Quite a few adults mistakenly believe that booster seats aren’t necessary for the safety of child passengers in motor vehicles. Some people think that booster seats are an attempt to infantilize children, while others simply don’t want the hassle of negotiating with a grade-school child about where they need to sit in the vehicle for the sake of safety.
Although it may seem unnecessary to make a child tall enough to ride some roller coasters sit in a special seat, in reality, a booster seat is a critical piece of safety equipment. Much like roller coasters, modern vehicles have safety systems designed for people of a certain height. Having a booster seat for your child could reduce their risk of injury while riding in the car.
Seatbelts and airbags have designs for adult bodies
When engineers create the safety systems for motor vehicles, they use the average size of an adult when determining where to place restraints. You may notice that when a child puts on a safety belt, the chest strap might cross their neck or sit uncomfortably high on their body.
The smaller torso of a child will not properly fit in a standard seat belt, which means that the restraints won’t necessarily work as intended in the event of a crash. Instead, the restraints could fail to function, leaving the child vulnerable for injuries resulting from the vehicle’s motion. In some cases, children could even get thrown from the car or wind up suffering injuries caused by the restraints intended to keep them safe.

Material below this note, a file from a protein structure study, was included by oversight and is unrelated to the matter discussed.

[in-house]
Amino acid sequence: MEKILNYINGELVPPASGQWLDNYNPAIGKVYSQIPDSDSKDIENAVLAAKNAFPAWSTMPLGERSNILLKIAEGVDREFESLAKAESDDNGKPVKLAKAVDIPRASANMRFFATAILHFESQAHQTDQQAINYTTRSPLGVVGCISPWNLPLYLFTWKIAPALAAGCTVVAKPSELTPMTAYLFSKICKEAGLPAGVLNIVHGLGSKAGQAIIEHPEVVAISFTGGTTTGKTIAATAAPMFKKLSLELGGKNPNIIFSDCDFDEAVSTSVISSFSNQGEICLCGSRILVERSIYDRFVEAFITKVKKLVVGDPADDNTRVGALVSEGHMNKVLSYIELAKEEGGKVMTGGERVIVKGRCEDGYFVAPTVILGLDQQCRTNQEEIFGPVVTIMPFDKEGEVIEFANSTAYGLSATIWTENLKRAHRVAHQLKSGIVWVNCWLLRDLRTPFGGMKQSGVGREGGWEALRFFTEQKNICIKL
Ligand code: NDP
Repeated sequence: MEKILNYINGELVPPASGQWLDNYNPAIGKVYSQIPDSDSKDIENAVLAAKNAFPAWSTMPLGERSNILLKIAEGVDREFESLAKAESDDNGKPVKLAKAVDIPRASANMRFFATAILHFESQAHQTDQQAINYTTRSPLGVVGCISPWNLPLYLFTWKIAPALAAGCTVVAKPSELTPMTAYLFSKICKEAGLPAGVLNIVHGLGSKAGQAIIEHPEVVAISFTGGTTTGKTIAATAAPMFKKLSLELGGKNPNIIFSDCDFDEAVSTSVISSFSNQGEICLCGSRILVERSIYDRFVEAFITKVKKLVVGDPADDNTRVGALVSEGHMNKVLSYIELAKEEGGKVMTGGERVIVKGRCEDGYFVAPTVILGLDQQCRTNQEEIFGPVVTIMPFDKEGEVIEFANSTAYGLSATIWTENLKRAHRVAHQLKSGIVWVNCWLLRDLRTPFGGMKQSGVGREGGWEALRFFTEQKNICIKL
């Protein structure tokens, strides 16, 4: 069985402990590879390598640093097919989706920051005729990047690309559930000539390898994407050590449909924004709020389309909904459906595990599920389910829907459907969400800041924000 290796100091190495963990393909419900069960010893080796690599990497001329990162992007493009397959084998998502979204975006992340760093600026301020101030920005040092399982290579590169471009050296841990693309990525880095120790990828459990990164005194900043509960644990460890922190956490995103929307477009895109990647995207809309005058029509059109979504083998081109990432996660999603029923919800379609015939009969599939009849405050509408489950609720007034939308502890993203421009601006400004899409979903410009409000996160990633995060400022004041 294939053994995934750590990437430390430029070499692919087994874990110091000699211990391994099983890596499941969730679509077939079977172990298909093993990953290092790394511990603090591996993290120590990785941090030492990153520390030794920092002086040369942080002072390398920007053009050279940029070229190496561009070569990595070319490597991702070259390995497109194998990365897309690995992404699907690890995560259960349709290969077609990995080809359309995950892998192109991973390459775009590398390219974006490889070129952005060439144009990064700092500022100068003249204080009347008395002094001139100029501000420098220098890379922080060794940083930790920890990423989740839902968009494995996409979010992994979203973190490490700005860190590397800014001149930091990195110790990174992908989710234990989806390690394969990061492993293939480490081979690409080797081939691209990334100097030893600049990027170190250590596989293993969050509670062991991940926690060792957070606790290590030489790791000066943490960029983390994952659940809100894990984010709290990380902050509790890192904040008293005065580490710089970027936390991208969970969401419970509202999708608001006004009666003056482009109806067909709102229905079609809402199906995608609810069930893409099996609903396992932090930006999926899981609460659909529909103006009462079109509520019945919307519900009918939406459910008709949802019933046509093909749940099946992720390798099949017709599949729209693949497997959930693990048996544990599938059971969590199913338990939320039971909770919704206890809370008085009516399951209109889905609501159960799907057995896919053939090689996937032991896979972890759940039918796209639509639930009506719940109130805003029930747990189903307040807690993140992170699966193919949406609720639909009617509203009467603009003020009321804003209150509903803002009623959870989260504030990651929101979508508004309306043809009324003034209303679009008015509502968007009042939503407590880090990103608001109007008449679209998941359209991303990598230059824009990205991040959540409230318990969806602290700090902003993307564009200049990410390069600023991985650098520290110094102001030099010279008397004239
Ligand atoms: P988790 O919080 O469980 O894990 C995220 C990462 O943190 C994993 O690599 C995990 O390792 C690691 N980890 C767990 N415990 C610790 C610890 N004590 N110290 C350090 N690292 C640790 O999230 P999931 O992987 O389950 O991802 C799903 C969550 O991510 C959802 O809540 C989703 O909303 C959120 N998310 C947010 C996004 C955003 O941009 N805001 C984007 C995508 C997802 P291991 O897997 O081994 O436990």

Booster seats help restraints work properly
By putting a child who is under 4’9″ in a booster seat, you help ensure that they will remain safe in the event of a collision. Children as old as 12 may need these seats to stay safe in the event of a crash. Unlike an infant or toddler car seat, whose primary function is to restrain the child, the point of a booster seat is to lift a child up so that the restraints already in the vehicle will properly function.
Although your children may find it annoying to need to sit in a booster seat whenever they ride, their safety is more important than looking cool. If you explain to your children how restraints can fail due to their short stature, they may be more willing to sit in the booster seat without complaints. Allowing your child to decorate their booster seat with stickers that they like could also reduce their aversion to these special safety devices.
Proper restraints can improve a child’s safety in a crash. However, the potential for injuries still exists even with proper safety equipment and restraints. Knowing your rights and the law about personal injury rights in Pennsylvania can help you advocate for yourself or your child after a crash.